Inside the GameStop Trading Conspiracy

Shares of GameStop (NYSE: GME) are up 1,720% in 2021.

That’s costing some Wall Street hedge funds billions in losses. And it’s making these “smart guys” very, very upset.

That may be why Robinhood halted the purchase of GameStop and 12 other stocks on Thursday. The company allowed clients to SELL stocks. But wouldn’t allow them to BUY shares of stock or options.

Yet Robinhood isn’t stopping the trading in these Pre-IPOs.

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Inside the Robinhood Conspiracy

Over 4 million users have joined a Reddit forum called “Wall Street Bets.”

These investors have banded together to scoop up shares of small companies. And these small companies tend to have very high “short interest.”

A short position is simply a bet that a stock price will go down. These “shorts” tend to be used by hedge funds and institutional investors. And they aim to make a profit IF the stock price falls.

The flip side is that when a stock goes UP – these short positions lose money.

In recent months, Wall Street Bets users piled into options contracts and bought up shares of GameStop, AMC (NYSE: AMC), Nokia (NYSE: NOK) and other smaller companies. And that activity sent share prices soaring.

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The rising stock prices resulted in billions of losses for Wall Street hedge funds.

One of those hedge funds is called Melvin Capital. Melvin  held one of the biggest short positions in GameStop.

Two hedge funds – Point72 and Citadel – came to the rescue. And together they invested $2.75 to help bailout their buddies at Melvin Capital.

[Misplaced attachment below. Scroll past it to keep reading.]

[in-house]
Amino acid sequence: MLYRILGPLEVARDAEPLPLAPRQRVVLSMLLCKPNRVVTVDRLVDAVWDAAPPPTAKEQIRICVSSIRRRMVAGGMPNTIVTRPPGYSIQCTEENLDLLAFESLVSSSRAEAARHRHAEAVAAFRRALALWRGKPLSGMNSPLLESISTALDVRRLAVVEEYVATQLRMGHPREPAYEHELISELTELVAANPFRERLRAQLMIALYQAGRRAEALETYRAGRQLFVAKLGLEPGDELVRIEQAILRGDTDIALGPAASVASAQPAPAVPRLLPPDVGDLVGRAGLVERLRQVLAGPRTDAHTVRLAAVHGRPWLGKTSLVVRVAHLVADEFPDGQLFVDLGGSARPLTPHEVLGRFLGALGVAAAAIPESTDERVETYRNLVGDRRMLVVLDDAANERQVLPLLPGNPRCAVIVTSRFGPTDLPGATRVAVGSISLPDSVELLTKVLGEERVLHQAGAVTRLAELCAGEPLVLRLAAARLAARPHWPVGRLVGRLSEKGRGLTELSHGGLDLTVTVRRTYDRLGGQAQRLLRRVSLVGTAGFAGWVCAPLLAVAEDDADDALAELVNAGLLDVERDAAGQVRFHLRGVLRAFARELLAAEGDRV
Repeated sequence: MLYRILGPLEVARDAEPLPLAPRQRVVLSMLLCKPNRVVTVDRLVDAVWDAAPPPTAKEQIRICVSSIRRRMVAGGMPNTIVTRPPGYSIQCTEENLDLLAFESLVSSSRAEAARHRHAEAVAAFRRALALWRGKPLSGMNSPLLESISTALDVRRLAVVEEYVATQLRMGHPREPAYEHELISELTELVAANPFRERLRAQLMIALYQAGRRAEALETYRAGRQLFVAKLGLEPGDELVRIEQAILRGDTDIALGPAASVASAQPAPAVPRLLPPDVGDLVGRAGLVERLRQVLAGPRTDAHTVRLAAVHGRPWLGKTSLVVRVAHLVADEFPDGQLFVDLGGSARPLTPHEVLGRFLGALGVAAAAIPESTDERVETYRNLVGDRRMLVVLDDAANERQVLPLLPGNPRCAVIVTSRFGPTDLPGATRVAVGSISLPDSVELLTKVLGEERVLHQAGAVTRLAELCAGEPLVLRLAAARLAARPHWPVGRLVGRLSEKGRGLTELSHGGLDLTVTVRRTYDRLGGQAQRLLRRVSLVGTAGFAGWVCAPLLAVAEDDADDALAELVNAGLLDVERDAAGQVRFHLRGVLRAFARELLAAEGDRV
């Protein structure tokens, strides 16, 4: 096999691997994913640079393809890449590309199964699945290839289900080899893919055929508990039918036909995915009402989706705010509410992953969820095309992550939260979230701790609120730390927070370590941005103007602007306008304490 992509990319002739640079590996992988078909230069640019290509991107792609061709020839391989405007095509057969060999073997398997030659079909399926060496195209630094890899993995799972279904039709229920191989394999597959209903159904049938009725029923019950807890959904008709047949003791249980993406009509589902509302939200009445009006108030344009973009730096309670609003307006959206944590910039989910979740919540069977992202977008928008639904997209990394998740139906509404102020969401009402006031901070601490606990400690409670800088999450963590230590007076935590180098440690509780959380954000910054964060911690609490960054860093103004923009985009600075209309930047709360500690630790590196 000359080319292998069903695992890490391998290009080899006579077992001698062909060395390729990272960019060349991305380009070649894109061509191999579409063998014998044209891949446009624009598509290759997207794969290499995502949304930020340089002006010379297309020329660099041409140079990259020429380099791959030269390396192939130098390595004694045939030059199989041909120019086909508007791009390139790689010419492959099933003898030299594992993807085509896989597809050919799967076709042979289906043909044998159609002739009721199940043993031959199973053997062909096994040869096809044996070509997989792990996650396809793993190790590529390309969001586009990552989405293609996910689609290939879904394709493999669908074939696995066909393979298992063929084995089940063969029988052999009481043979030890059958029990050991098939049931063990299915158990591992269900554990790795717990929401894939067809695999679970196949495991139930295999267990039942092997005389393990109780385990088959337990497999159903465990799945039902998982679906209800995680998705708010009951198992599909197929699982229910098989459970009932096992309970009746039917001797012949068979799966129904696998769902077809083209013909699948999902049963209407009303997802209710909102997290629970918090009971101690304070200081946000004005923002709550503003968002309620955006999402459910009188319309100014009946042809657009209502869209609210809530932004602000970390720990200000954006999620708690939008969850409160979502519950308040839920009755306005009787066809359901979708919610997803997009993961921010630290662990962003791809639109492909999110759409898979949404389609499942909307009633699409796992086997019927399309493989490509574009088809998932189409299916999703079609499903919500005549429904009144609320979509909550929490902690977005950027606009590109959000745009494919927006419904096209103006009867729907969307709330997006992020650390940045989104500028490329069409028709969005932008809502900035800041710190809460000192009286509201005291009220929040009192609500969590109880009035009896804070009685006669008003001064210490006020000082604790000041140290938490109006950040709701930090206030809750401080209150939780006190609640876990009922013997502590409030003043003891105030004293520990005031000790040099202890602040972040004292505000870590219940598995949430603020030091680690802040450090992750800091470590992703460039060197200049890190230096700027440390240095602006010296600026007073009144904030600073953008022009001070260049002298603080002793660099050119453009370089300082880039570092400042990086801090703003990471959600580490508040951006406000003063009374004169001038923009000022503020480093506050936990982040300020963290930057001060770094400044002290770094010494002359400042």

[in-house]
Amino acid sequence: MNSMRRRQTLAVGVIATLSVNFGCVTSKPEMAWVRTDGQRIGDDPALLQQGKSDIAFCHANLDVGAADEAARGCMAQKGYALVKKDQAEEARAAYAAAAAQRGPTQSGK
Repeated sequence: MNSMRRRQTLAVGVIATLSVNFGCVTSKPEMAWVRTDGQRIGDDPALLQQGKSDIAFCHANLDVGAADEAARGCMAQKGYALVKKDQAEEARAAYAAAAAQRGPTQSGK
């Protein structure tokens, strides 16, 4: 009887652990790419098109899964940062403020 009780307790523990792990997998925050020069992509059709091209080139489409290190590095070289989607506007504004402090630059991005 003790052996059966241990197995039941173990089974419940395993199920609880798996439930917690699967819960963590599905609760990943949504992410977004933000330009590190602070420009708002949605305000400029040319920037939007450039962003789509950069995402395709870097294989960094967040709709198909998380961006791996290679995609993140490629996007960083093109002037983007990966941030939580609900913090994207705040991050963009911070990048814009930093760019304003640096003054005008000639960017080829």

Now, there’s nothing wrong with that . . .

Except that Robinhood is partners with Citadel Securities. And Robinhood is able to provide free commissions to millions of clients – thanks to this relationship.

Of course, Citadel claims that it didn’t pressure Robinhood.

The big concern is that Robinhood restricted its clients from trading certain stocks. And it did so because those clients were making money and Wall Street fat cats were losing.

The trading halt led to a big drop for several stocks on Thursday – including GameStop and AMC.

However, Robinhood announced today that it raised $1 billion in capital . . and the company would now allow trading to resume in the “Meme Stocks.” Not surprisingly, the stocks began surging once again . . .


Politicians in Washington appear concerned. Rep. Alexandria Ocasio-Cortez says this is another sign of Wall Street rigging investing and working against regular investors.

In a shocking turn of events, Senator Ted Cruz weighed in saying he AGREES!

There is likely going to be more fallout around Robinhood’s actions in the coming weeks. And investors have every right to be concerned about the firm’s trading restrictions.

It certainly looks like Robinhood is working for Wall Street – not its 13 million individual investor clients. That shouldn’t be a surprise – since it’s Wall Street that PAYS Robinhood. And its clients simply get to trade for FREE.

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Ian Wyatt

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